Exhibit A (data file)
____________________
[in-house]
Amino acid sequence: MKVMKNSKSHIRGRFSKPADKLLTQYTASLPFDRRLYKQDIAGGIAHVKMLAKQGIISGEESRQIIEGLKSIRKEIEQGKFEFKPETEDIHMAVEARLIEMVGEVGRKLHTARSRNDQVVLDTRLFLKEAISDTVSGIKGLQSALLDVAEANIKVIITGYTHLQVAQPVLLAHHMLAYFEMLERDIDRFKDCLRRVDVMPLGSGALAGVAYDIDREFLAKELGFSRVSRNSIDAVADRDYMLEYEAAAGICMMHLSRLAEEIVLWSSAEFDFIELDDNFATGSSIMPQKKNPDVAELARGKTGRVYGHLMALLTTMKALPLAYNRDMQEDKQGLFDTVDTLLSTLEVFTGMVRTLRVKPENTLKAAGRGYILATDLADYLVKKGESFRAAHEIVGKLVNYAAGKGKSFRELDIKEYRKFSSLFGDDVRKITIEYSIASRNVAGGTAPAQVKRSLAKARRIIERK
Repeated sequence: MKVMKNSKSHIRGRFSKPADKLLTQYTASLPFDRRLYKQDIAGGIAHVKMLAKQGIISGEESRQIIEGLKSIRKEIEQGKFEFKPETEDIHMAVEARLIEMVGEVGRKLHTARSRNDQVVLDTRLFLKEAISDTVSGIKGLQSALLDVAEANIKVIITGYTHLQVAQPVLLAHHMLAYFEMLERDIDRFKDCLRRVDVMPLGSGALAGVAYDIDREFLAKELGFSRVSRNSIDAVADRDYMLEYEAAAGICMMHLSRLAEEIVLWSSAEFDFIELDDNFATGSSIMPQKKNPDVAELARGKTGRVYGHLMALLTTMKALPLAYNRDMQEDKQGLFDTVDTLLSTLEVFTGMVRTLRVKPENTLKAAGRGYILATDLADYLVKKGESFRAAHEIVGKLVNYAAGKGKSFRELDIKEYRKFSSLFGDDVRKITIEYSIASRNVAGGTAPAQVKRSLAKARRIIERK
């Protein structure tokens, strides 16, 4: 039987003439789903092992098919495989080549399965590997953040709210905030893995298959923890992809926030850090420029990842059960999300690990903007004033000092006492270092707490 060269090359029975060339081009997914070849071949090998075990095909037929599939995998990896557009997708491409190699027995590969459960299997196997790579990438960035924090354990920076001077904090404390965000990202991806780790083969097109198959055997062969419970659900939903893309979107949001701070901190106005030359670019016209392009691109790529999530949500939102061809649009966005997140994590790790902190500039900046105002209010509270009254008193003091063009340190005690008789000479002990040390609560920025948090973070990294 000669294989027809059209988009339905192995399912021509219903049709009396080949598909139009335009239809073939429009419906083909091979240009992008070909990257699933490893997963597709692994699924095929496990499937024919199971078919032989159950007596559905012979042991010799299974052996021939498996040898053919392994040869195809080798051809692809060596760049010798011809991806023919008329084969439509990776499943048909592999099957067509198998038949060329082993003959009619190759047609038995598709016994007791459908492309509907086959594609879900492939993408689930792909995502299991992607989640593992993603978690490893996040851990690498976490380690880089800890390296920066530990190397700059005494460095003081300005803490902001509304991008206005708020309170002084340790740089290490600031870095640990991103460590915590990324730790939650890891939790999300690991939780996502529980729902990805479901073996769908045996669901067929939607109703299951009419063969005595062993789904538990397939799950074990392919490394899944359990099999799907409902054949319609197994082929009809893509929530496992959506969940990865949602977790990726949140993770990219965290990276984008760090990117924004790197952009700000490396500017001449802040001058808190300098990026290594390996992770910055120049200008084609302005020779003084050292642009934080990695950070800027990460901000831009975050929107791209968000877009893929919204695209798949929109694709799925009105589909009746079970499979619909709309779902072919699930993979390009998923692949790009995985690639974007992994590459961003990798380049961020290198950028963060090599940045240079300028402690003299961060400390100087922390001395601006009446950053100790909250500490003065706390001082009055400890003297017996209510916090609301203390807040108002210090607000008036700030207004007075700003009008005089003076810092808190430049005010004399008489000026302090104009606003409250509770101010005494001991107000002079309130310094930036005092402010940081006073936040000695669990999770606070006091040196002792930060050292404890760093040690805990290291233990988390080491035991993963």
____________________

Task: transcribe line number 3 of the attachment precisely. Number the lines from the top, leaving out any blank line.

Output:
Repeated sequence: MKVMKNSKSHIRGRFSKPADKLLTQYTASLPFDRRLYKQDIAGGIAHVKMLAKQGIISGEESRQIIEGLKSIRKEIEQGKFEFKPETEDIHMAVEARLIEMVGEVGRKLHTARSRNDQVVLDTRLFLKEAISDTVSGIKGLQSALLDVAEANIKVIITGYTHLQVAQPVLLAHHMLAYFEMLERDIDRFKDCLRRVDVMPLGSGALAGVAYDIDREFLAKELGFSRVSRNSIDAVADRDYMLEYEAAAGICMMHLSRLAEEIVLWSSAEFDFIELDDNFATGSSIMPQKKNPDVAELARGKTGRVYGHLMALLTTMKALPLAYNRDMQEDKQGLFDTVDTLLSTLEVFTGMVRTLRVKPENTLKAAGRGYILATDLADYLVKKGESFRAAHEIVGKLVNYAAGKGKSFRELDIKEYRKFSSLFGDDVRKITIEYSIASRNVAGGTAPAQVKRSLAKARRIIERK